The “Write” Way to Market a Product, a Cause, and Yourself
Sold! Count me in! Sign me up! You’re hired! Score these responses with a marketing pitch fueled by powerful writing.
A stellar product, a worthy cause, exceptional skills … each requires a compelling message to secure a sale, a grant, or a job. Follow three tips below to strategize that influential text. Then, see how this applies to actual situations: 1) interviewing for a job, 2) bidding on a contract, and 3) competing to hire talented employees.
1) “Know your audience” – the cardinal rule of communication. Comprehensive background data is key. Begin with questions such as:
- A job applicant – What are the prospective company’s products and services, mission, values, goals, and objectives? Who are its customers?
- A business – What are your clients’ strategic directions, buying plans and patterns, competitors, and mission deficiencies? How do they define “success”? What more do they need? Have you solicited their feedback? What does your competition offer?
- A grant applicant – What are the grant maker’s mission, vision, goals, and objectives? What other grants has it awarded? To whom and for what?
- An author – What is your audience’s demographics? What similar books have they purchased? What price is likely to appeal?
2) Compose from the audience’s perspective. Empathy is key. Address their needs as exemplified here, “Our yard hose is retractable, lightweight, easy to handle, space efficient, and guaranteed for 10 years. Gardeners love it!” Consider these questions to frame your communique:
- A job applicant – How will your skills advance the employer’s goals?
- A business – How will your product improve customers’ lives? How can your company satisfy needs depicted in the request for proposal (RFP)?
- A grant applicant – How will your project further the grant maker’s mission?
- An author – How will your book benefit the reader?
3) Elicit this reaction, “You’re speaking my language!” How? Use terms pertinent to the audience, e.g., pitch an investment with words such as market research, capital gains, yield to maturity, and return on investment. That said, be judicious when using specialized language. It can help … or hurt … your marketing campaign! See how:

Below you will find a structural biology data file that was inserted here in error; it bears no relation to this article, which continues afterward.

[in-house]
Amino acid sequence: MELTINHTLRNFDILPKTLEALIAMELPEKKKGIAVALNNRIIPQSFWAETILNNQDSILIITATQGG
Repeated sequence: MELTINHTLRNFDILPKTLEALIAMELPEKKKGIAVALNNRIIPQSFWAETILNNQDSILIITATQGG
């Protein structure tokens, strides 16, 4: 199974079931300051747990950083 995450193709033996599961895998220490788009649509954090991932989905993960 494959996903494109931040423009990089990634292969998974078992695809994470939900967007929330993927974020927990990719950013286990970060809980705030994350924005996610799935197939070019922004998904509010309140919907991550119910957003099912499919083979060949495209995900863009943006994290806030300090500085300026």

- Inappropriate. When marketing that yard hose, don’t begin the ad with … multi-layered, 3/4″ tubular latex inner-diameter, 600D exterior fabric, and special protective ABS sleeves. Your audience is a gardener, not an engineer. If necessary, place amplifying, technical data at the conclusion.
- Appropriate. Specialized terms are sometimes preferred, e.g., when addressing scientific, technical, or other subject matter experts. Why? It expedites communication. For example, Scored +3/-3 on the Chinese DLPT conveys volumes in scant time and space to military linguists.
Three scenarios that demonstrate the “write” way to market …
Interviewing for a job? When the interviewer states, “Tell me something about yourself,” focus every word of your response on securing the job. Correlate your skills, hobbies, or personal experiences to the employer’s needs. [Hint: Don’t describe recent antics of your cocker spaniel or profess a passion for knitting!] This is easy, since you thoroughly researched the company and prepared (and practiced aloud) these replies … right? Hint: Remember, in this situation … you are marketing yourself.
Bidding on a contract? Correlate your resources, expertise, and experience to the client’s profile you sedulously developed. Reflect RFP terms in your bid. Include accolades for similar jobs you completed. In a re-compete, identify possible issues the client had with the incumbent. How can you improve on that? Retain the proper focus, “Here’s how you benefit from our services.” Keen perception of the client’s needs and a tailored message should position you well!
Seeking talented employees? Other companies pursue them, too. What contrasts your company from competitors? To gain a job applicant’s perspective, I inquired, “What would entice you to consider employment with a particular company?” The astute employer might compose vacancy announcements accordingly.
- I love the startup space. I am passionate about building something and helping shape a company. I seek such opportunities.
- The possibility of owning my own task, problem, or team excites me.
- I want to know my potential impact – my value added – to the operation.
- What is my room for growth? I am ambitious and want a trajectory in the firm.
The “write” way to market is simple. Follow these tips to strategize a compelling message: 1) know your audience, 2) compose from their perspective, and 3) tailor your language accordingly. In short, “Write to Influence!”